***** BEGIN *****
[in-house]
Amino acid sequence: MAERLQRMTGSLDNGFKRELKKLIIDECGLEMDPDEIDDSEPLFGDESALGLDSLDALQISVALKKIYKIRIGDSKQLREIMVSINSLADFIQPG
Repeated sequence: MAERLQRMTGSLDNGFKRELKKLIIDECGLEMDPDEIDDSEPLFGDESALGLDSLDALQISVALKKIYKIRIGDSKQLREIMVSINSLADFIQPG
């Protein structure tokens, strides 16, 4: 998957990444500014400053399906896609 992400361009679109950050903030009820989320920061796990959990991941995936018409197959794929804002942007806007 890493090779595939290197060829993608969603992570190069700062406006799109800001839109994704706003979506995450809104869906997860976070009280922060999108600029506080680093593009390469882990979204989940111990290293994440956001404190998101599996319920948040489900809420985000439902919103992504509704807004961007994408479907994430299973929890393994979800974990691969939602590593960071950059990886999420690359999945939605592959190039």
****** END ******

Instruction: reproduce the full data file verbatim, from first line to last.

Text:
[in-house]
Amino acid sequence: MAERLQRMTGSLDNGFKRELKKLIIDECGLEMDPDEIDDSEPLFGDESALGLDSLDALQISVALKKIYKIRIGDSKQLREIMVSINSLADFIQPG
Repeated sequence: MAERLQRMTGSLDNGFKRELKKLIIDECGLEMDPDEIDDSEPLFGDESALGLDSLDALQISVALKKIYKIRIGDSKQLREIMVSINSLADFIQPG
């Protein structure tokens, strides 16, 4: 998957990444500014400053399906896609 992400361009679109950050903030009820989320920061796990959990991941995936018409197959794929804002942007806007 890493090779595939290197060829993608969603992570190069700062406006799109800001839109994704706003979506995450809104869906997860976070009280922060999108600029506080680093593009390469882990979204989940111990290293994440956001404190998101599996319920948040489900809420985000439902919103992504509704807004961007994408479907994430299973929890393994979800974990691969939602590593960071950059990886999420690359999945939605592959190039």